US 2828350 A
Description (OCR text may contain errors)
March 25, 1958' J. w. RHYNE, JR 2,328,350
SODIUM BISMUTHATE CELL Filed 001:. :5, 195a FIG. 2
INVENTOR John W. Rhyne,Jr,
ATTORNEY y or Patented Mar. 25, 1958 SODIUM BISMUTHATE CELL John W. Rhyne, in, Lancaster County, Pa., assignor to Hamilton Watch Company, Lancaster, Pa., a corporation of Pennsylvania Application October 3, 1956, Serial No. 613,651
4 Claims. (Cl. 136102) This invention relates to electric current producing cells and more particularly relates to alkaline dry cells.
It is an object of the present invention to provide improved cells of the foregoing type.
It is another object of the invention to provide an improved alkaline dry cell having a cathode depolarizer which comprises sodium bismuthate.
These and further objects and advantages of the invention will become more apparent upon reference to the following specification and claims and appended drawing which shows a disc type dry cell constructed according to the invention.
The basic principles of a galvanic cell is the utilization of an oxidation-reduction reaction to produce a flow of electrons through a conductive circuit. The process of oxidation is one by which the positive valence of an element is increased or, in terms of electronic charges in the configuration of the atom consumed, electrons are lost. Reduction is defined as a process by which the positive valence is decreased or electrons are gained by the atom or ion in question. Reduction is the reverse of oxidation and these processes normally occur simultaneously in such combination that the total number of electrons released in the oxidation reaction is equal to the number gained in the reduction reaction.
In the application of an oxidation-reduction reaction to produce a current in a battery the two half reactions are separated so that the exchange of electrons between the substance being oxidized and that being reduced occurs only when an external conductor is provided between the two substances. This also requires that the two reactants be separated by some medium which will not conduct electronically but will allow free interchange of ions between them. The reason for this is that atoms losing electrons become positively charged and if not removed from the electrode will lend to it a positive charge thereby reducing the tendency of electrons to leave that electrode. A similar situation would exist at the other electrode and this effect is known as polarization. In order to prevent or reduce this phenomenon a depolarizing means is provided to remove or neutralize the charges.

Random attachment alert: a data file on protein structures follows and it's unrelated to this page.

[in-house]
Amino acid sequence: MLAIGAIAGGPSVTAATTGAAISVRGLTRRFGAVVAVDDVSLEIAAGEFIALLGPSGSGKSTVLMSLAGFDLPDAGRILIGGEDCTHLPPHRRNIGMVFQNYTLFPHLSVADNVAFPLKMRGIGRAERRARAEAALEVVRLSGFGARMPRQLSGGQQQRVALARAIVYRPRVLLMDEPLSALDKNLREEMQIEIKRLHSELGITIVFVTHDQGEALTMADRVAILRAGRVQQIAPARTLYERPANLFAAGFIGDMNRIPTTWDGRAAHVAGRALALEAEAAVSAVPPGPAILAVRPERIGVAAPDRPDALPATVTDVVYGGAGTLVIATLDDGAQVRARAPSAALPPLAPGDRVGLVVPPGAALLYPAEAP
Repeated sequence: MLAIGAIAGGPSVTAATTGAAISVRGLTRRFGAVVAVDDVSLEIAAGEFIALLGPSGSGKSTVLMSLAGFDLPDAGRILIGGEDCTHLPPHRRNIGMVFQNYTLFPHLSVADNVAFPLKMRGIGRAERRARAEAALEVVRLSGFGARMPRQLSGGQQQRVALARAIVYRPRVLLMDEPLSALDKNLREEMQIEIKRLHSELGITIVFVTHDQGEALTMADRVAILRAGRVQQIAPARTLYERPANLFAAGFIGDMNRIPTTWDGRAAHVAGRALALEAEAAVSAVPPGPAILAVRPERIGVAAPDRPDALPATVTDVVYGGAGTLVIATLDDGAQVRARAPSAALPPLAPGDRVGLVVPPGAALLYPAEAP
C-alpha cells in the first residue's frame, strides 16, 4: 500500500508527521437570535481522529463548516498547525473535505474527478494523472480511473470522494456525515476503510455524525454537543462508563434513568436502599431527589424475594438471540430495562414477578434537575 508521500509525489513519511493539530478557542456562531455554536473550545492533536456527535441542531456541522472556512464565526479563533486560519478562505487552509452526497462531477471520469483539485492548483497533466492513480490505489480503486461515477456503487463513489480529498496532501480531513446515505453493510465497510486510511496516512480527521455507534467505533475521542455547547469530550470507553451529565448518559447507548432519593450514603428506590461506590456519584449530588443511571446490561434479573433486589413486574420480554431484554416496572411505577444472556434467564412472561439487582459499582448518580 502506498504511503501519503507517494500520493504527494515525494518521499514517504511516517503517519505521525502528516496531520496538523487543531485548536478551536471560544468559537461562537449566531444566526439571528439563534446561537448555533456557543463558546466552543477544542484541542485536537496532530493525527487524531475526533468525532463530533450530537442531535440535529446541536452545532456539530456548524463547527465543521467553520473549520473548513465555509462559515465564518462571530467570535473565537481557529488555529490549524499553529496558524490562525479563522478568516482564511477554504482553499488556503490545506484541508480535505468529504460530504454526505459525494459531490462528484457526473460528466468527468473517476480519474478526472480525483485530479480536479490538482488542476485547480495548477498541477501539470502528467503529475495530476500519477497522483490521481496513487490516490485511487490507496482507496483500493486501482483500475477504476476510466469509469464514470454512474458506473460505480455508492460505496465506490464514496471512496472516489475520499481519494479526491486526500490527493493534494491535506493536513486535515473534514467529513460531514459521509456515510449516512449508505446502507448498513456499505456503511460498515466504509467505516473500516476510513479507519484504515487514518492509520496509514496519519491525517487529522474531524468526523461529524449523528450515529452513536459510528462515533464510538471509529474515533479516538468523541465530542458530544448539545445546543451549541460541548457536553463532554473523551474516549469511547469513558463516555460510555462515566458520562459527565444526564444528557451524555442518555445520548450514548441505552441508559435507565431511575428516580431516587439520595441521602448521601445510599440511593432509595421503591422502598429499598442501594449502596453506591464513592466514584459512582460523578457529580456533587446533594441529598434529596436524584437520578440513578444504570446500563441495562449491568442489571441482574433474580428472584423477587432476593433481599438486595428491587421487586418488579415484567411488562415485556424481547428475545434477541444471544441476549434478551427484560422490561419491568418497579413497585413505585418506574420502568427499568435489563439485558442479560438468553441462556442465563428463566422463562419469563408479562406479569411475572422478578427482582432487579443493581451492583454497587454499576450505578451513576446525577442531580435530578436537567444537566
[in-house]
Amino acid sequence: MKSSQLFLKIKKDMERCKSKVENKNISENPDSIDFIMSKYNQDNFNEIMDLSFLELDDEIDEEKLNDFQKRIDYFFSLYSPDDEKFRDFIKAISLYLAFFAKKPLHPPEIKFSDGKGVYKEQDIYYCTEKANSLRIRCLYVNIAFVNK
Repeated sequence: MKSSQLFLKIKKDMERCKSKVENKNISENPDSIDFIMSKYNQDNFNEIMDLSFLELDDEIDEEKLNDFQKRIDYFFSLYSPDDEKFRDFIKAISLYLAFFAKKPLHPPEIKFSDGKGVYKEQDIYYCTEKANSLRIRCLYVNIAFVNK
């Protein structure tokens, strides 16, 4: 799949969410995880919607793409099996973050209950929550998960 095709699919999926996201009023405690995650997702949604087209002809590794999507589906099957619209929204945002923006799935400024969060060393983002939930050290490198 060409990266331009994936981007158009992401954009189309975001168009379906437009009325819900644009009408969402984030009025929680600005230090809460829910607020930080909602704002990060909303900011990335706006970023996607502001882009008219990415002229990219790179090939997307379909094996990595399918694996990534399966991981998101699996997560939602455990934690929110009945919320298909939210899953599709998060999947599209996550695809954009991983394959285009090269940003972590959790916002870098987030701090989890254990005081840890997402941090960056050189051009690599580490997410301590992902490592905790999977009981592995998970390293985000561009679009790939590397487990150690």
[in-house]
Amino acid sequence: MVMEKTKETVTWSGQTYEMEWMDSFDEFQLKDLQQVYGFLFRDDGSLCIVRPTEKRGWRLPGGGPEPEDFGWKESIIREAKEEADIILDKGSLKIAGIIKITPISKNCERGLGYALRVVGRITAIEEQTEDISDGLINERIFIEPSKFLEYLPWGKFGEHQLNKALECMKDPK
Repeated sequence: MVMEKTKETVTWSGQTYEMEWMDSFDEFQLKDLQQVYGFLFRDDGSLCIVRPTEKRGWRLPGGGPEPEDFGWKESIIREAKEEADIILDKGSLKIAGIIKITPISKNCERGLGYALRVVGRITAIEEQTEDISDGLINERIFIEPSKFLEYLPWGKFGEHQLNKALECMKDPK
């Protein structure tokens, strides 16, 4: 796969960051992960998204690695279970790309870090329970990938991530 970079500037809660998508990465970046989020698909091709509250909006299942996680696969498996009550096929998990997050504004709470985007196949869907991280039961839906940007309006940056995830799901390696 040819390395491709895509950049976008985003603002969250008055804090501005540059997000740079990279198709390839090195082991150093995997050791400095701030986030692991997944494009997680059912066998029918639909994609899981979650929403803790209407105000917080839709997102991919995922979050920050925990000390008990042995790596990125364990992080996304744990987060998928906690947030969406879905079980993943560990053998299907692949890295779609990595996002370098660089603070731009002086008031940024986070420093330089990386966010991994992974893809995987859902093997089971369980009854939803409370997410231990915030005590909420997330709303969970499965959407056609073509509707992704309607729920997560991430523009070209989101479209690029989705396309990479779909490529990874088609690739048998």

The primary reaction that occurs at the anode is that of oxidation of some substance, usually a metal, to form positive ions and a release of electrons which flow through an external conductor to cause reduction of the cathode material. The reaction, however, in practice is not a simple oxidation reaction and reactions other than those desired generally take place when an attempt is made to produce a satisfactory current producing primary cell. Thus in the case of a cell using va zinc anode and a sodium hydroxide electrolyte, a large number of sequential reactions may occur in which the zinc ion attaches water molecules to it by coordinate-covalent bonds and these groups then react with hydroxide ions to form further complex groups which in turn again react and so on.
The basic reaction which takes place at the cathode is the reduction of the depolarizer by the electrons given cit by the anode reaction. Considering H O in alkaline solution as a particular case, a sequence of reactions may be postulated as the mechanism of reaction.
The rate of reaction is governed by the second reaction, even though the reaction constant for this reaction is considered to be greater than 10 since in very concentrated electrolytes the OH concentration is high and the water tied up is water of hydration for the alkaline metal ion.
There are certain other reactions which may occur at the cathode that may be classified as secondary reactions. These are as follows: